Welcome to issue 65 of the Call to Comms!

We talked to Gabriela Rosales, a paralegal at Albergue Diocesano Belén, a migrant and refugee shelter in Mexico, to learn more about the services she and the shelters offer and how TSF’s informative screens support their work by providing reliable, timely, and verified information to the people seeking refuge at the center.

Over the past decade, millions of people have left their homes in search of safety, economic opportunities, and refuge from political instability across countries in Latin America. Most of the migrants and refugees in the region seek to reach Northern America as a final destination, but in order to do that, they undergo perilous journeys, crossing several countries and face several threats. 

In 2022, Mexico hosted over 95,000 refugees and 210,000 asylum seekers, and the numbers are constantly increasing, which solidifies Mexico's position as both a significant destination and transit country. 

Inside Albergue Diocesano Belén, Mexico

Albergue Diocesano Belén is one of the many shelters that host migrants, refugees and IDPs in Mexico and one of TSF’s partner centers for our Access to Information project in the region. Located in Tapachula, near the borders with Guatemala, the shelter has a capacity of 150, but according to Gabriela Rosales, a paralegal who works at the shelter, “currently, we are hosting around 450 people from nationalities such as Honduras, El Salvador and Guatemala.”

Migrants and refugees need advice on legal issues, but not only – the humanitarian situation they are facing requires an interdisciplinary approach. As Gabriela says,

we bring together the legal area, the comprehensive care area, the psychology area”.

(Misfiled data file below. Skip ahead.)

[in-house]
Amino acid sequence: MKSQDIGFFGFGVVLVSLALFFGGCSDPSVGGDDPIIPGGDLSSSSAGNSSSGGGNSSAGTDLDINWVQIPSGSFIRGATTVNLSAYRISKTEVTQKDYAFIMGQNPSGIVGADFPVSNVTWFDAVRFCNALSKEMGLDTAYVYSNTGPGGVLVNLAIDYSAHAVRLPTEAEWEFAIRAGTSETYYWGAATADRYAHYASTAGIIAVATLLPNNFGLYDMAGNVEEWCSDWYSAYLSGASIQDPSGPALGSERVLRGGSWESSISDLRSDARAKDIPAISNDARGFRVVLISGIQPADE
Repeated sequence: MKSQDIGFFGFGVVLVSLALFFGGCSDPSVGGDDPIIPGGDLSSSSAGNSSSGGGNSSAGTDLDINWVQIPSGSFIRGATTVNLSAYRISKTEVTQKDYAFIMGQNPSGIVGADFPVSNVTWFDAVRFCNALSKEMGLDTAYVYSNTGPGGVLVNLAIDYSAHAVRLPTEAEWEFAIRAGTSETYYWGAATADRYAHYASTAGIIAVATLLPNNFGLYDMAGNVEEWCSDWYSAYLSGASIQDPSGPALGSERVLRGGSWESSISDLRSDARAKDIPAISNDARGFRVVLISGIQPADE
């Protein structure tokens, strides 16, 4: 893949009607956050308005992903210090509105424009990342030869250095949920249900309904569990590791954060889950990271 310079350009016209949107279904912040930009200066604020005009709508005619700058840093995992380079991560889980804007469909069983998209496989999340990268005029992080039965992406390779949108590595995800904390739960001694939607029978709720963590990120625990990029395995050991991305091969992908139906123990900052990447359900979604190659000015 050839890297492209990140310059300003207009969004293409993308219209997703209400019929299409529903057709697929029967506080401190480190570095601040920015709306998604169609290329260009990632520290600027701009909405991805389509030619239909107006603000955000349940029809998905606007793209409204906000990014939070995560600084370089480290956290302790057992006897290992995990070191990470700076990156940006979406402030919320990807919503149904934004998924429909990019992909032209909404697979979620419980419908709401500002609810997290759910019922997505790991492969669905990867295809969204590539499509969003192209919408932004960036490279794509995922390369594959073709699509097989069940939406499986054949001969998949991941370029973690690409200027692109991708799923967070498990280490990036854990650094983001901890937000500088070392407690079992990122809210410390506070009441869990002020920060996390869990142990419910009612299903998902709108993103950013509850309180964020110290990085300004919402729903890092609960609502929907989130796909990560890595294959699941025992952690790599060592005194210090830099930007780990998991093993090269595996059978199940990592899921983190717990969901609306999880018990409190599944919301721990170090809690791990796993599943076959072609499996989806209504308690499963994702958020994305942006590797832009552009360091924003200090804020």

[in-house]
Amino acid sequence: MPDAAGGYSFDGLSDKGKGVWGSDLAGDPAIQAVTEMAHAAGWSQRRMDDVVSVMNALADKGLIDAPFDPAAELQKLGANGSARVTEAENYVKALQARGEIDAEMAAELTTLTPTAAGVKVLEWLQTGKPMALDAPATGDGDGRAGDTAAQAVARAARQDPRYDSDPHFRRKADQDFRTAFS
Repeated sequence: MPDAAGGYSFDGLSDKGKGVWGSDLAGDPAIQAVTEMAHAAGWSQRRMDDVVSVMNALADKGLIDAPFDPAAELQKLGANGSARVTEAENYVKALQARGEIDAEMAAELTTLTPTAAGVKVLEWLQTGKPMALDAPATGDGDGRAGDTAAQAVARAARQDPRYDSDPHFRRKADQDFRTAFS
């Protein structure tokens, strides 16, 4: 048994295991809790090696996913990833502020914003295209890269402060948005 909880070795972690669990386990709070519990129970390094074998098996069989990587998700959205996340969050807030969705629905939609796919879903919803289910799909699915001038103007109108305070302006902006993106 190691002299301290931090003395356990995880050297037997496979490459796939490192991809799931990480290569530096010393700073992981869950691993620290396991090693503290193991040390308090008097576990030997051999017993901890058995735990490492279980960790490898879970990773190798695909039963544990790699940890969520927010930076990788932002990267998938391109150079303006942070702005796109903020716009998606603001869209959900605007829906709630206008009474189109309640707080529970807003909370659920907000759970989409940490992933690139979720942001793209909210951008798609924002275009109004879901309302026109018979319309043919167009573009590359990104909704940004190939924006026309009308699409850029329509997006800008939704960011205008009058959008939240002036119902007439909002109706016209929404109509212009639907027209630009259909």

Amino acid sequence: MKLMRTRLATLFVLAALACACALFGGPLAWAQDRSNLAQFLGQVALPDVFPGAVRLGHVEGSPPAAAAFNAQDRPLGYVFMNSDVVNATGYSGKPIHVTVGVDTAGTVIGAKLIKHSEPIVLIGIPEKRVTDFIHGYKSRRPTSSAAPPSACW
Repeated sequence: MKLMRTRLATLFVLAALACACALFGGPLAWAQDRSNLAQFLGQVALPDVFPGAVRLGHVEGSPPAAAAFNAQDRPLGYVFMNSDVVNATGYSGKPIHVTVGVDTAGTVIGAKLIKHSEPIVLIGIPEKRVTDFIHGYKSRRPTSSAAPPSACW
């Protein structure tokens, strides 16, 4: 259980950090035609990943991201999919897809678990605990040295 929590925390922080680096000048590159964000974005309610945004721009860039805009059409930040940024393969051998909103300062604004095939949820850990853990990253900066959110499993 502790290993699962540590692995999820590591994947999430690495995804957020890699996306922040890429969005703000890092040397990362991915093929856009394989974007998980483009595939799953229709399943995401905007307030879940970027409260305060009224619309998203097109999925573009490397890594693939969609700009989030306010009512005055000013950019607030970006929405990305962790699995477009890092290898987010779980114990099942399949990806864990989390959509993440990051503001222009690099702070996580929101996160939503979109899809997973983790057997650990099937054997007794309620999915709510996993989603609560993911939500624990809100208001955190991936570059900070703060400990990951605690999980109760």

“People come with a need and here within the shelter, they are provided with assistance other than this interdisciplinary one,’’

explains Gabriela, referring to the other basic needs that Diocenso Belén meets, such as shelter and food. 

Children in Migration: Meeting Their Unique Needs 

“Children are a very important population for the shelter,”

expresses Gabriela. 

Indeed, child migration in Latin America remains a critical issue; around the world, children make up 13% of the migrant population, but in this region, about 25% of the people on the move are children. Increasingly, it is younger children who are making these perilous journeys, with those under 11 years now accounting for up to 91% of all children on the move at some key transit points.

In such a vulnerable situation, children may need tailored assistance. 

“Many children come, and other organizations come to support [us] in this part that minors require.”

Providing Essential Information for Migrants and Refugees

Migrants and refugees often lack access to vital information about their rights, options, and different procedures. As part of TSF’s Access to Information project in Latin America, migrants and refugees are provided with access to reliable, timely, and verified information, delivered through screens strategically placed in shelters and collective centers, one of which is Albergue Diocenso Belén. 

“For the information screens, it is very important and very useful for the entire population that is housed, because they find the information they need first hand, such as refuge processes, immigration procedures, information including the shelters that can be found here in Mexico, the routes, even the consulates where these people who require some more specific support can go, and well, also that information that is provided to minors.”

In March of this year, more than 13,000 people accessed information across TSF’s 25 partner shelters and centers. 70% reported feeling psychologically relieved and 55% made important decisions after consulting the screens.

See you next week!